You will focus on analysing flow dynamics in (multiplex) networks. You will use information theory and network theory to identify the optimal information positions as well as driver positions (causal influence). The flows of information, goods, money that flow through the system lead to emerging patterns of complex criminal network organisation and behaviour. When does the network reach a tipping point if typical information is transferred through the network? How is money transferred through the network and is this different from the flow of information? As a starting point for inspiration please see the referenced article*.
In the present context a good information position of an individual is to possess information about (or be correlated with) a large number of other individuals, possess information which stays relevant for a long period of time, or both. In addition to the flow of information or causality we are also interested in other flow dynamics, such as money, commodities, or trust.
* Quax, Rick, Andrea Apolloni, and Peter MA Sloot. ; The diminishing role of hubs in dynamical processes on complex networks.’ Journal of The Royal Society Interface 10.88 (2013): 20130568.
PhD in adaption in criminal networks
You will focus on identifying and modelling the dynamics of adaptation to different intervention strategies by law enforcement. Criminal networks are infamous for their resilience against different intervention strategies. Interventions can be aimed at central actors, but also on actors with a specific role within a value chain. Each criminal activity, such as cocaine trafficking, money laundering or migrant smuggling, has its own value chain. For example, illegal cannabis cultivation involves property owners, electricians, cutters, distributers, and sellers, each with specific skill sets and dependence on each other. Read further about the subject in this article*.
The first goal is to understand the adaptation processes after different types of interventions based on historic police data. Second, is to integrate these insights into a model for adaptation that can be used to simulate the different effects of interventions, such as centrality attack, value chain attack, etc. Third, we aim to use the knowledge of adaptation processes and value chains to predict potentially missing links from the inherently incomplete data sets, by matching partial value chains and inferring highly likely unobserved links which would complete the value chain.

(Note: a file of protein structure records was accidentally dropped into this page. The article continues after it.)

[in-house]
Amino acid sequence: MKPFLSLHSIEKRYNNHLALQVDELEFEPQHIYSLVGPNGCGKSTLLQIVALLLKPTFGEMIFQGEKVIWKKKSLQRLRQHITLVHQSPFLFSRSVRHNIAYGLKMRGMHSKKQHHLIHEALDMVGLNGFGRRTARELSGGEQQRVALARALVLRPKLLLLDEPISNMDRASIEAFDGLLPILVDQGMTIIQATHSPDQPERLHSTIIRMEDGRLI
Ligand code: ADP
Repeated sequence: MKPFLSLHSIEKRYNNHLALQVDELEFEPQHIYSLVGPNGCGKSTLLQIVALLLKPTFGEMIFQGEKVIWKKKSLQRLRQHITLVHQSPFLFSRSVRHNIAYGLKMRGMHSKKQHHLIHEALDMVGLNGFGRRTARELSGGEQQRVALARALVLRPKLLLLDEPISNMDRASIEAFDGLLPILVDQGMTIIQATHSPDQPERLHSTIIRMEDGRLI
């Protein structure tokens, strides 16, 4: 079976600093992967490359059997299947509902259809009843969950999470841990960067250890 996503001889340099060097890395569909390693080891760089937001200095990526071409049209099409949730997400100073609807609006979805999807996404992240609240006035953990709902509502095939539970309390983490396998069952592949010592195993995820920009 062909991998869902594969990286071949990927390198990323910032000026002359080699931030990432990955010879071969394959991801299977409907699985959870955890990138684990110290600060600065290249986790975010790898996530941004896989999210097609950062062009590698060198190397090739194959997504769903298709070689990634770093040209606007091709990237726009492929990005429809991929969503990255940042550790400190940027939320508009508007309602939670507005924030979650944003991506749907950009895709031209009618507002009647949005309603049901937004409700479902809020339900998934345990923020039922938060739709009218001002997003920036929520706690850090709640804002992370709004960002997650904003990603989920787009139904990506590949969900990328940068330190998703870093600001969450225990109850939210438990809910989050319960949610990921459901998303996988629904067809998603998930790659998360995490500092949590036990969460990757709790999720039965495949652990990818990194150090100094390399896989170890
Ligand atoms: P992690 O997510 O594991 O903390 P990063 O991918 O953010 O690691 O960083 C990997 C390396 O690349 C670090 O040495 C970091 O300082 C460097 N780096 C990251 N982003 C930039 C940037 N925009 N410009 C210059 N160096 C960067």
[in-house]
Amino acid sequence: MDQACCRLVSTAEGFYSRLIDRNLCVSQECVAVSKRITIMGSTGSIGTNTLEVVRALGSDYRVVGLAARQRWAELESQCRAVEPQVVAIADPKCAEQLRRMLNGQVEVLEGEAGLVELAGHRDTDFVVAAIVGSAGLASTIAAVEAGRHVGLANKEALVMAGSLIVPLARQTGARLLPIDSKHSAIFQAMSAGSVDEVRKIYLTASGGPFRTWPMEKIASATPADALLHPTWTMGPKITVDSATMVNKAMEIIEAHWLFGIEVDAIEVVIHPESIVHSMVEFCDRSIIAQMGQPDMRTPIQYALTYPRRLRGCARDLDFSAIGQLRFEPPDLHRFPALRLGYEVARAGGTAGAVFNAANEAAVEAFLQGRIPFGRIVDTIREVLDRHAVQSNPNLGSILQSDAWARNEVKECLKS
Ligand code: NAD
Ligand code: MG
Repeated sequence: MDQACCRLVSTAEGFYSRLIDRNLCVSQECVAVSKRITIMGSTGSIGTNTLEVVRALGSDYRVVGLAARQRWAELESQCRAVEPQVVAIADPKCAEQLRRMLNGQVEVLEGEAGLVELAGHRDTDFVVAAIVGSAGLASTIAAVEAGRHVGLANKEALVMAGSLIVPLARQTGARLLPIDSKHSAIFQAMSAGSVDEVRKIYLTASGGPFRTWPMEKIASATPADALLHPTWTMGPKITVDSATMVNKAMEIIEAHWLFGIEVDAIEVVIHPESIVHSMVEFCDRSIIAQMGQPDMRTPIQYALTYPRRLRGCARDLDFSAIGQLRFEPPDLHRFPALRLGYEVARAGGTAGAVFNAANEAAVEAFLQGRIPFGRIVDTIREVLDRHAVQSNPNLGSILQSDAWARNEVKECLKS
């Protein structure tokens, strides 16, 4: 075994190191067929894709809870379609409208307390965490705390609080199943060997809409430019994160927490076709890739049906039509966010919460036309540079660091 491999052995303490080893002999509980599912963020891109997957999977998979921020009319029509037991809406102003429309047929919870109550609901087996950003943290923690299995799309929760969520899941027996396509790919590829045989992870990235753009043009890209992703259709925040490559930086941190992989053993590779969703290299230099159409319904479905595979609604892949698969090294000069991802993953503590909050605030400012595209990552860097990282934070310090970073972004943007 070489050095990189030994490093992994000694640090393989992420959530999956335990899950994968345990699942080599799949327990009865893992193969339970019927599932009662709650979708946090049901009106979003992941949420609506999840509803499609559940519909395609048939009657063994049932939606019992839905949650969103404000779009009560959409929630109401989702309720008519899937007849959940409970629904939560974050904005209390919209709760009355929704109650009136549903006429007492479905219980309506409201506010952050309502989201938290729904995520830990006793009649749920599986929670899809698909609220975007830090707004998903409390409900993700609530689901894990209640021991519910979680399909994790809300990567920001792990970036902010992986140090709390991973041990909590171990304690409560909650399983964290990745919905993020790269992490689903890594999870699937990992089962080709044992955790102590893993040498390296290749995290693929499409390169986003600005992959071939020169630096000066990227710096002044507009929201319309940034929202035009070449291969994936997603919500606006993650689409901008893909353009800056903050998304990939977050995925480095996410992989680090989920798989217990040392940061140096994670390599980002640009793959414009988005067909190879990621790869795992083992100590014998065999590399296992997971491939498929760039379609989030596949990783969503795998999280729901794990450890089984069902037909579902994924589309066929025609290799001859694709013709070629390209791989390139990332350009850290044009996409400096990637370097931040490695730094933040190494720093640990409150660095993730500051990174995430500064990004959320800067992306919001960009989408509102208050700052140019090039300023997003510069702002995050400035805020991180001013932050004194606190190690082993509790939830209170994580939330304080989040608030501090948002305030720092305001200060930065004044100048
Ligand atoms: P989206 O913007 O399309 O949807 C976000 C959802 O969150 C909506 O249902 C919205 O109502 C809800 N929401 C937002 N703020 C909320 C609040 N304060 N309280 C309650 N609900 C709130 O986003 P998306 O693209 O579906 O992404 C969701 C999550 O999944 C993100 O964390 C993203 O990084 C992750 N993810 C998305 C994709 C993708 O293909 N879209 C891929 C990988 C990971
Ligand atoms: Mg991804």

*Duijn, Paul AC, Victor Kashirin, and Peter MA Sloot. ‘The relative ineffectiveness of criminal network disruption.’ Scientific reports 4 (2014): 4238.
TNO is an applied sciences institute. In this job profile you will use Computational Science techniques to deal with complex problems driven by various stakeholders, ranging from conceptual modeling to mathematical/computational methods and data analysis.
Candidates preferably master the Dutch language due to the nature of the data and written documents from the stakeholders.
For details please click here.
For questions about this job posting please contact Heleen Wortelboer.
Tenure Track in Data Driven Modelling for Urban Informatics
The study of Urban Informatics refers to creating, applying and using information and communication technology and data to measure, analyse and predict urban processes and phenomena and spans a broad range of areas in computer science/informatics, including the development of sensor systems and networks to capture information about the urban environment and its inhabitants. These sensors generate data that can be analyzed and processed using computational/AI techniques to forecast and predict changes in the urban structure.
Tenure Track position in Complexity
We are looking for a theoretical physicist/complexity scientist for a joint appointment at the Informatics Institute and the Institute for Theoretical Physics, both of the University of Amsterdam.
You should have a broad scientific interest and be able to develop a set of research activities aimed at bringing methods and ideas from theoretical physics to complexity science and vice versa, thereby building new bridges between the various research groups. You will work at the interface of statistical physics, computational science, information theory and complexity science.